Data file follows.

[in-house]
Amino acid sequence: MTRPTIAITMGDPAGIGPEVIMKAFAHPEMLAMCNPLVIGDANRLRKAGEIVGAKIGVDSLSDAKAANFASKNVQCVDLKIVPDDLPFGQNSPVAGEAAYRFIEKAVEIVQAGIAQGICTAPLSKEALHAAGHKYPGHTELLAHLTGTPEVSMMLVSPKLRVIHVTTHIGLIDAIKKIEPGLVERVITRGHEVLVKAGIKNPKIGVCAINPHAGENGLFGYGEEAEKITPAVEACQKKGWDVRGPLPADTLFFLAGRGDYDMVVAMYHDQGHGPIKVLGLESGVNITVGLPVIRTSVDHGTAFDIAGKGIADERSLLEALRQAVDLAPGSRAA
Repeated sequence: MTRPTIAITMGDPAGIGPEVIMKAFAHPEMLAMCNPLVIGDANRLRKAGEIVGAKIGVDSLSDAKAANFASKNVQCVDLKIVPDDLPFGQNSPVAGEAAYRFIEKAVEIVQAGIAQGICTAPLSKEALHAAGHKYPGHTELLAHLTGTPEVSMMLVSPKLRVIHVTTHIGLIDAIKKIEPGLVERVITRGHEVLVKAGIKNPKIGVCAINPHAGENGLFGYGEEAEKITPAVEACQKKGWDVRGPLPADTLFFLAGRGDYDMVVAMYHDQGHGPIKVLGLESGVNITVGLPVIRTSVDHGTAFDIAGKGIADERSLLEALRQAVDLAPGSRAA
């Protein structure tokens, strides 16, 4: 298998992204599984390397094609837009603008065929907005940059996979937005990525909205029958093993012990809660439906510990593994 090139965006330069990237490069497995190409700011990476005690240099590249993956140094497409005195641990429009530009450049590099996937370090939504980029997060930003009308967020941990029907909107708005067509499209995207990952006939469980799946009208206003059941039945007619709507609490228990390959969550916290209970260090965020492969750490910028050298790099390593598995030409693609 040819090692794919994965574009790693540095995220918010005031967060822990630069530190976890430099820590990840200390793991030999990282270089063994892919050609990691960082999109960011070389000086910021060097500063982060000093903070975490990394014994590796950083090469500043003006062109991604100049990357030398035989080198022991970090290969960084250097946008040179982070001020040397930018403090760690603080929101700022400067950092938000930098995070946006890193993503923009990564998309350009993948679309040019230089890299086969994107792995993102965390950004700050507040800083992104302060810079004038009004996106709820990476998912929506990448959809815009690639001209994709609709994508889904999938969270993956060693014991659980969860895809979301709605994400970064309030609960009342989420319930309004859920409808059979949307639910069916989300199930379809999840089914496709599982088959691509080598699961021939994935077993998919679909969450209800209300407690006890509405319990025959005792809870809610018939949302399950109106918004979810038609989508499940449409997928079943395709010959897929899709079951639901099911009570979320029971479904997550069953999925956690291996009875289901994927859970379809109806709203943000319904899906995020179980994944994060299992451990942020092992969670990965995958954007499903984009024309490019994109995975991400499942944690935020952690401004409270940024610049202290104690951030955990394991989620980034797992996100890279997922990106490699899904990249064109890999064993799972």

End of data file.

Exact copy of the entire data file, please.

[in-house]
Amino acid sequence: MTRPTIAITMGDPAGIGPEVIMKAFAHPEMLAMCNPLVIGDANRLRKAGEIVGAKIGVDSLSDAKAANFASKNVQCVDLKIVPDDLPFGQNSPVAGEAAYRFIEKAVEIVQAGIAQGICTAPLSKEALHAAGHKYPGHTELLAHLTGTPEVSMMLVSPKLRVIHVTTHIGLIDAIKKIEPGLVERVITRGHEVLVKAGIKNPKIGVCAINPHAGENGLFGYGEEAEKITPAVEACQKKGWDVRGPLPADTLFFLAGRGDYDMVVAMYHDQGHGPIKVLGLESGVNITVGLPVIRTSVDHGTAFDIAGKGIADERSLLEALRQAVDLAPGSRAA
Repeated sequence: MTRPTIAITMGDPAGIGPEVIMKAFAHPEMLAMCNPLVIGDANRLRKAGEIVGAKIGVDSLSDAKAANFASKNVQCVDLKIVPDDLPFGQNSPVAGEAAYRFIEKAVEIVQAGIAQGICTAPLSKEALHAAGHKYPGHTELLAHLTGTPEVSMMLVSPKLRVIHVTTHIGLIDAIKKIEPGLVERVITRGHEVLVKAGIKNPKIGVCAINPHAGENGLFGYGEEAEKITPAVEACQKKGWDVRGPLPADTLFFLAGRGDYDMVVAMYHDQGHGPIKVLGLESGVNITVGLPVIRTSVDHGTAFDIAGKGIADERSLLEALRQAVDLAPGSRAA
């Protein structure tokens, strides 16, 4: 298998992204599984390397094609837009603008065929907005940059996979937005990525909205029958093993012990809660439906510990593994 090139965006330069990237490069497995190409700011990476005690240099590249993956140094497409005195641990429009530009450049590099996937370090939504980029997060930003009308967020941990029907909107708005067509499209995207990952006939469980799946009208206003059941039945007619709507609490228990390959969550916290209970260090965020492969750490910028050298790099390593598995030409693609 040819090692794919994965574009790693540095995220918010005031967060822990630069530190976890430099820590990840200390793991030999990282270089063994892919050609990691960082999109960011070389000086910021060097500063982060000093903070975490990394014994590796950083090469500043003006062109991604100049990357030398035989080198022991970090290969960084250097946008040179982070001020040397930018403090760690603080929101700022400067950092938000930098995070946006890193993503923009990564998309350009993948679309040019230089890299086969994107792995993102965390950004700050507040800083992104302060810079004038009004996106709820990476998912929506990448959809815009690639001209994709609709994508889904999938969270993956060693014991659980969860895809979301709605994400970064309030609960009342989420319930309004859920409808059979949307639910069916989300199930379809999840089914496709599982088959691509080598699961021939994935077993998919679909969450209800209300407690006890509405319990025959005792809870809610018939949302399950109106918004979810038609989508499940449409997928079943395709010959897929899709079951639901099911009570979320029971479904997550069953999925956690291996009875289901994927859970379809109806709203943000319904899906995020179980994944994060299992451990942020092992969670990965995958954007499903984009024309490019994109995975991400499942944690935020952690401004409270940024610049202290104690951030955990394991989620980034797992996100890279997922990106490699899904990249064109890999064993799972």